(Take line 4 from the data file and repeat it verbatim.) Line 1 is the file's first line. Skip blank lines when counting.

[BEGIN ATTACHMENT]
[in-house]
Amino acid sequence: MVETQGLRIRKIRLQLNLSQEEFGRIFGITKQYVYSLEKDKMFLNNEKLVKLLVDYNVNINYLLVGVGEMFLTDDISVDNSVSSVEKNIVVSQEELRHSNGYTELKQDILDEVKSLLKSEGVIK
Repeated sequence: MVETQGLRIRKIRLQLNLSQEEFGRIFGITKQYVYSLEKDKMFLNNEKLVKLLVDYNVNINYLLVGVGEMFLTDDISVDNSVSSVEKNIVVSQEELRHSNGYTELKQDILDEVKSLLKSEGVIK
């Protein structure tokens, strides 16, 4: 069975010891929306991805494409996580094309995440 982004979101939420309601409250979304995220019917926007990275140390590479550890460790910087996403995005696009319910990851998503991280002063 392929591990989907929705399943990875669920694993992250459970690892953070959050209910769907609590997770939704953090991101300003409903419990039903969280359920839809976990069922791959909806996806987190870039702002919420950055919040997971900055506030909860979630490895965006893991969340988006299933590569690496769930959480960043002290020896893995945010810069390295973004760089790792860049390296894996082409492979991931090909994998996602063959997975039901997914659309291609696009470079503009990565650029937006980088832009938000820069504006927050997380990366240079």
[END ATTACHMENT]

């Protein structure tokens, strides 16, 4: 069975010891929306991805494409996580094309995440 982004979101939420309601409250979304995220019917926007990275140390590479550890460790910087996403995005696009319910990851998503991280002063 392929591990989907929705399943990875669920694993992250459970690892953070959050209910769907609590997770939704953090991101300003409903419990039903969280359920839809976990069922791959909806996806987190870039702002919420950055919040997971900055506030909860979630490895965006893991969340988006299933590569690496769930959480960043002290020896893995945010810069390295973004760089790792860049390296894996082409492979991931090909994998996602063959997975039901997914659309291609696009470079503009990565650029937006980088832009938000820069504006927050997380990366240079």